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We’ll never know the truth of Bloody Sunday

When the £200 million Saville inquiry is published next week, it will not reveal what happened in Londonderry 38 years ago — and it never could have, says Douglas Murray

9 June 2010

12:00 AM

9 June 2010

12:00 AM

On 30 January 1972, a 41-year- old man named Barney McGuigan stepped out from behind a block of flats in Londonderry. Some witnesses saw a white handkerchief in his hand, others remember his hands being empty. Across the road, a soldier from the 1st Battalion of the Parachute regiment was seen by another soldier going down on one knee to a firing pos-ition. A bullet entered McGuigan’s head from the back. The head exploded, as one witness told the judge, ‘like a tomato’.

Thirty years after this incident the soldier accused of firing that shot, Soldier ‘F’, testified in London. In the humming air-conditioned room, a mortuary photo of McGuigan’s head was shown to him at the request of the family’s lawyer. Soldier ‘F’ had stonewalled every question put to him. The silence was broken by an eruption of sobbing. McGuigan’s widow, gasping with grief, was escorted from the room by family. The smart young woman typing notes beside the judges tried to keep typing while wiping tears from her eyes.

If there had been any point to the Saville inquiry into Bloody Sunday, it would have been to provide answers to such bereaved. Yet the sad truth is that nothing that happened on that day has been agreed upon. And far from closing wounds, the whole exercise may actually end up reopening them.

The final report of the inquiry is published next week. Announced by Tony Blair in the Commons in 1998, its final price-tag is a record-breaking £200 million. After seven years, it broke another record, overtaking the impeachment of Warren Hastings as the lengthiest legal process in British history.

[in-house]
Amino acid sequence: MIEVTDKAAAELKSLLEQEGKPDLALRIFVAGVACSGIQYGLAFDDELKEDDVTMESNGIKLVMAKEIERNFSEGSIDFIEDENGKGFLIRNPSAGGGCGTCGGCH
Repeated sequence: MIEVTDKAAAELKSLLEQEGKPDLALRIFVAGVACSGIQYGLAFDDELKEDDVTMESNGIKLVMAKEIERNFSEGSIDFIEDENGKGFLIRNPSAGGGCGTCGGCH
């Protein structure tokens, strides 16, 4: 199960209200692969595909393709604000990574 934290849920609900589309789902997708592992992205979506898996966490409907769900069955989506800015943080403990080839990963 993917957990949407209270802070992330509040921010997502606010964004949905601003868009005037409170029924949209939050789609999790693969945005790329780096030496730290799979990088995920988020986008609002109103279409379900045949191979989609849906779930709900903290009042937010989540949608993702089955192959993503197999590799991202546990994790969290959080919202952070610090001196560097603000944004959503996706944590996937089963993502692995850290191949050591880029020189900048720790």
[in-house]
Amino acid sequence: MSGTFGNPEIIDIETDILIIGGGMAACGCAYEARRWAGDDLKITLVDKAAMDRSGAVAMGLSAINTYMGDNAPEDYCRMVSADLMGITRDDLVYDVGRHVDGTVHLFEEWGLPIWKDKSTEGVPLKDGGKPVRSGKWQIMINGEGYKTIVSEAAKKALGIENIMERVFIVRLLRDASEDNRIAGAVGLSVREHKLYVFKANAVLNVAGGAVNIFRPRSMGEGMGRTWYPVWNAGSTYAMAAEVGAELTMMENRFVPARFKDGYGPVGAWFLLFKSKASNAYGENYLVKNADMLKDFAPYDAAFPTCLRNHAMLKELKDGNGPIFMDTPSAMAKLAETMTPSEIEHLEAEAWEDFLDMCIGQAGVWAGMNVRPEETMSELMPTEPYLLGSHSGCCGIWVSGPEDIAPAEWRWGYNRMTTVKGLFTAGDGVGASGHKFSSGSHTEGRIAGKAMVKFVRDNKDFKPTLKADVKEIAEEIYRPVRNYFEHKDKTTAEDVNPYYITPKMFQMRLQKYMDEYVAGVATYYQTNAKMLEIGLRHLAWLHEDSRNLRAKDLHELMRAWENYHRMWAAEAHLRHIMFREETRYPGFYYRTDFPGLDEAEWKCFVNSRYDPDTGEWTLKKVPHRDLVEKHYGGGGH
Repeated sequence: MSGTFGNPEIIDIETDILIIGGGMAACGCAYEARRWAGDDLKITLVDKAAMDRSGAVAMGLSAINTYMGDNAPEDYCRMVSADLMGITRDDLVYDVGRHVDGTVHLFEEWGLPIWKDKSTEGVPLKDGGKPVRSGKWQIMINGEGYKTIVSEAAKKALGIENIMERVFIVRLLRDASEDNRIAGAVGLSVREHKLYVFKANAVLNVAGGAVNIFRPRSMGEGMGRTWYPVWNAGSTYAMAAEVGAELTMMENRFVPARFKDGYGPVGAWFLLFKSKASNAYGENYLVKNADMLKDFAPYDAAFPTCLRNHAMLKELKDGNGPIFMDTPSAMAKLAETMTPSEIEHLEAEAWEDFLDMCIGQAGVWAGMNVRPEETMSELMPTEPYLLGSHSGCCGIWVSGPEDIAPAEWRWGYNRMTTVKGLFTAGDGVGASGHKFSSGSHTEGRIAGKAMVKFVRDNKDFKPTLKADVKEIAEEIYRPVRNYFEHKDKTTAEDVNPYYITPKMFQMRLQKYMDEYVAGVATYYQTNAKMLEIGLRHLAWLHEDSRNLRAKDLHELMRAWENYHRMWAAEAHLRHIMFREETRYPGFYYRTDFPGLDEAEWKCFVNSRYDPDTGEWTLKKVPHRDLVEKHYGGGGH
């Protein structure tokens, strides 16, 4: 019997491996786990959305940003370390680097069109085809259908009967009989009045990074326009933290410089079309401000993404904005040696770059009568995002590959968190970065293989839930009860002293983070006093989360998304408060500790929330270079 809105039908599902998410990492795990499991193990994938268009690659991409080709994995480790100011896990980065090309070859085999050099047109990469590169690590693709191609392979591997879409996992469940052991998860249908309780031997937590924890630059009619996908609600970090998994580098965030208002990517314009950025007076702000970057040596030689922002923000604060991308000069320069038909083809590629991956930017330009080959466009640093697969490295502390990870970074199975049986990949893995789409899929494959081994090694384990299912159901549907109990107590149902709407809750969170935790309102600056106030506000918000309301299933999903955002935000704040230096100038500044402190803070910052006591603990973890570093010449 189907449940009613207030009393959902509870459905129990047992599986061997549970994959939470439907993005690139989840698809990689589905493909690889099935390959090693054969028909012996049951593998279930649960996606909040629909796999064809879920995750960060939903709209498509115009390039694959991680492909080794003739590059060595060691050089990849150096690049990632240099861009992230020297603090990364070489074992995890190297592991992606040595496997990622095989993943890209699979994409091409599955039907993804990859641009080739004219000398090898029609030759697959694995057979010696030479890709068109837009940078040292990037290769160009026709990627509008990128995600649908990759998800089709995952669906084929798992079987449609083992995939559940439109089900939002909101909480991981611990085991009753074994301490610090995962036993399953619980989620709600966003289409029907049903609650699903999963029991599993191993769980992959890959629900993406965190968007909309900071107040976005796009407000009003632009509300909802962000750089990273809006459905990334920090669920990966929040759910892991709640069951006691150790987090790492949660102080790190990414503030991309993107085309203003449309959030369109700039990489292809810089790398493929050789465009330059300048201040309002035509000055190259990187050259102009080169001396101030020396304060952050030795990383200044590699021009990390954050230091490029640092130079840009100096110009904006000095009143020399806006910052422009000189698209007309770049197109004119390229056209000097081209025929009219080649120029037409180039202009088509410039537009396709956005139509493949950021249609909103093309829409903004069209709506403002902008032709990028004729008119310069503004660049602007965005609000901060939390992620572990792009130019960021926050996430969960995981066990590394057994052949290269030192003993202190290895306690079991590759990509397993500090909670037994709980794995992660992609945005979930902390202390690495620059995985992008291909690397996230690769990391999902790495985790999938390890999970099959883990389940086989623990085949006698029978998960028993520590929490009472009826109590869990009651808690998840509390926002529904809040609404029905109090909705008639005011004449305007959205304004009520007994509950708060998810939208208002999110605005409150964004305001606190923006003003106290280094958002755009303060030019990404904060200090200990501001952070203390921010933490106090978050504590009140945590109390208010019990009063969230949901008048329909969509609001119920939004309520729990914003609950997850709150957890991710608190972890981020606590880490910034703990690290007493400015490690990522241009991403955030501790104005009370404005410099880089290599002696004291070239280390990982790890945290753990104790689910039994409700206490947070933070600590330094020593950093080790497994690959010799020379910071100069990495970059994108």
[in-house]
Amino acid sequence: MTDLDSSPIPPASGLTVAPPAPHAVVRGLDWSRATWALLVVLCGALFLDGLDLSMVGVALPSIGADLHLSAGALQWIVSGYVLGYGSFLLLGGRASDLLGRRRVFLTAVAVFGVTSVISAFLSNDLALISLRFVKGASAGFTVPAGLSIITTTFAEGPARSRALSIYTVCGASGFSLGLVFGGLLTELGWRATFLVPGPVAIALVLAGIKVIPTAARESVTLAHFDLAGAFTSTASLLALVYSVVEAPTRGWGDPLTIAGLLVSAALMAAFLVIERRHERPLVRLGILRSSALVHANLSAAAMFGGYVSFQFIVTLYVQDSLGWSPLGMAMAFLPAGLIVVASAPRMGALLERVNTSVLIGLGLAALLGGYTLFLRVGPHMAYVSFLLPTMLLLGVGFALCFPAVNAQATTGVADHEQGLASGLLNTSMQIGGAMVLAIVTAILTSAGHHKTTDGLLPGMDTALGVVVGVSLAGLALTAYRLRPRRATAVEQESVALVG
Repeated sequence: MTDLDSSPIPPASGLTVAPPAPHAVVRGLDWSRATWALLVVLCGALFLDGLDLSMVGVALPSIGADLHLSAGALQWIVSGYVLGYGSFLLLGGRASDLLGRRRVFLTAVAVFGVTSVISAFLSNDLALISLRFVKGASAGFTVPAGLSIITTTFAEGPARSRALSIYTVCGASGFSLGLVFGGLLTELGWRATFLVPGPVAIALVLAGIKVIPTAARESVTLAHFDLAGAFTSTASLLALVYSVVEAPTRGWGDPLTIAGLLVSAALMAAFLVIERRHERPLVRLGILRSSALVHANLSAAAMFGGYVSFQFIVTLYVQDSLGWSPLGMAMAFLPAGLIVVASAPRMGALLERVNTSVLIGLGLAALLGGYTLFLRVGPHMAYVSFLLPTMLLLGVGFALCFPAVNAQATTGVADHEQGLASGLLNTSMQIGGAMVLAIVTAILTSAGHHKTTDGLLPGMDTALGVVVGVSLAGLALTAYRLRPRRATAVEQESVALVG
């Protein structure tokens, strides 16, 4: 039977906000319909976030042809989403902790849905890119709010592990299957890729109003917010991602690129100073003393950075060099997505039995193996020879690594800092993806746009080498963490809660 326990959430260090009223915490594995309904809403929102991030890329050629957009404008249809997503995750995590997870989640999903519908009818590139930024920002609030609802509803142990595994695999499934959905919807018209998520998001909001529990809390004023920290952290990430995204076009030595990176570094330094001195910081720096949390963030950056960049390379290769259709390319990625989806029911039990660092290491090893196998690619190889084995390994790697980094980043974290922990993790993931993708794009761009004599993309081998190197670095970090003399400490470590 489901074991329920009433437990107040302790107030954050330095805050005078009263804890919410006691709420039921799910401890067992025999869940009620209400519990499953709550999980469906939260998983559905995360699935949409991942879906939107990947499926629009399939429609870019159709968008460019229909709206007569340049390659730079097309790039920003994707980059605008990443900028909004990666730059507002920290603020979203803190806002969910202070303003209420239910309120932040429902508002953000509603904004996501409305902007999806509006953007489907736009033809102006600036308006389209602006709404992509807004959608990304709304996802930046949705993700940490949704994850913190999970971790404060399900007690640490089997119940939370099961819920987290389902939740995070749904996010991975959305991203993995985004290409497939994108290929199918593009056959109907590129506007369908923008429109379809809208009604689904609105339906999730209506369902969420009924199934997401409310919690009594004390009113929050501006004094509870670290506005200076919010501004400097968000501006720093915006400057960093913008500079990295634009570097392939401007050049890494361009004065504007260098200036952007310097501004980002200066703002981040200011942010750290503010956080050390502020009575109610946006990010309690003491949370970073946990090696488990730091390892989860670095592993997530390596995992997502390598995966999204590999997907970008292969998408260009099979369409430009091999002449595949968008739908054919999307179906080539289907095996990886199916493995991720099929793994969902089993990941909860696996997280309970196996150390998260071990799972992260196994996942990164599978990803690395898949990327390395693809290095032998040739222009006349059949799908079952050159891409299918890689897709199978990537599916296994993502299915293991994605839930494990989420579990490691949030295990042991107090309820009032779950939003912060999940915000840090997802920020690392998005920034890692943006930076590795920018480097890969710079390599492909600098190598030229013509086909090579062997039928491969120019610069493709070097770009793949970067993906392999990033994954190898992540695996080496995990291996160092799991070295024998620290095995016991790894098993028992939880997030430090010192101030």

The fresh inquiry was offered in the run-up to the Good Friday agreement as part of the bargaining process. For three decades Bloody Sunday has been remembered by Irish Republicans as the British army’s day of infamy. With 13 civilians killed on British streets, it was also the IRA’s most successful recruiting tool.

The first inquiry, conducted by Lord Widgery, reported within three months of events, in April 1972. That inquiry found that the soldiers of 1 Para had been fired upon first, that their own firing had ‘bordered on the reckless’ but that there would not have been any deaths had there not been an illegal civil-rights march in the city that day. Among Republicans, Widgery has ever since been a byword for British establishment whitewash as well as fertile ground for the most paranoid Republican conspiracies.

So in 1998 Britain agreed to go through the whole process again with an obvious if unstated signal. There was only a point to the new inquiry if it arrived at different conclusions from its predecessor. For many Republicans that meant only one thing: evidence that the day had been the result of a conspiracy from the very top of the British army and government.


Thousands of people who were on the streets of Derry that day in 1972 were sought, with more than 1,500 witness statements considered. Hearings began in 2000 at the Guildhall in Londonderry. The opening speech by counsel for the inquiry set the first record, lasting 42 days, before the first witnesses started appearing. In 2002-2003 the inquiry moved to Central Hall, Westminster, to hear from politicians, soldiers and an unprecedented number of former British intelligence agents. It then returned to Londonderry, with the full phalanx of lawyers representing the many parties, to hear from Martin McGuinness as well as a number of IRA gunmen who at the very last hour had come forward, under alias, to admit that they had fired on British troops that day.

By the time of the final hearings in 2005, nearly 1,000 people, including Edward Heath, had appeared before Saville and the two accompanying judges, giving 20 million words of evidence. More than 14 lawyers at the inquiry made more than £1 million each.

From 2002 to 2003 I spent a year there. Press interest had long since fallen off so I was one of only a couple of journalists who went every day to watch the testimony of British soldiers, politicians and intelligence agents. When the inquiry went back to Derry I followed it to see Martin McGuinness testify. I went in the hope that a clear story would emerge. In truth, the picture, though fascinating, could not have been muddier. For all the witness testimony, computer wizardry, ballistic reports, trajectory maps, forensic analysis, political theorising and common hearsay, 40 years on is no time to start getting to the truth.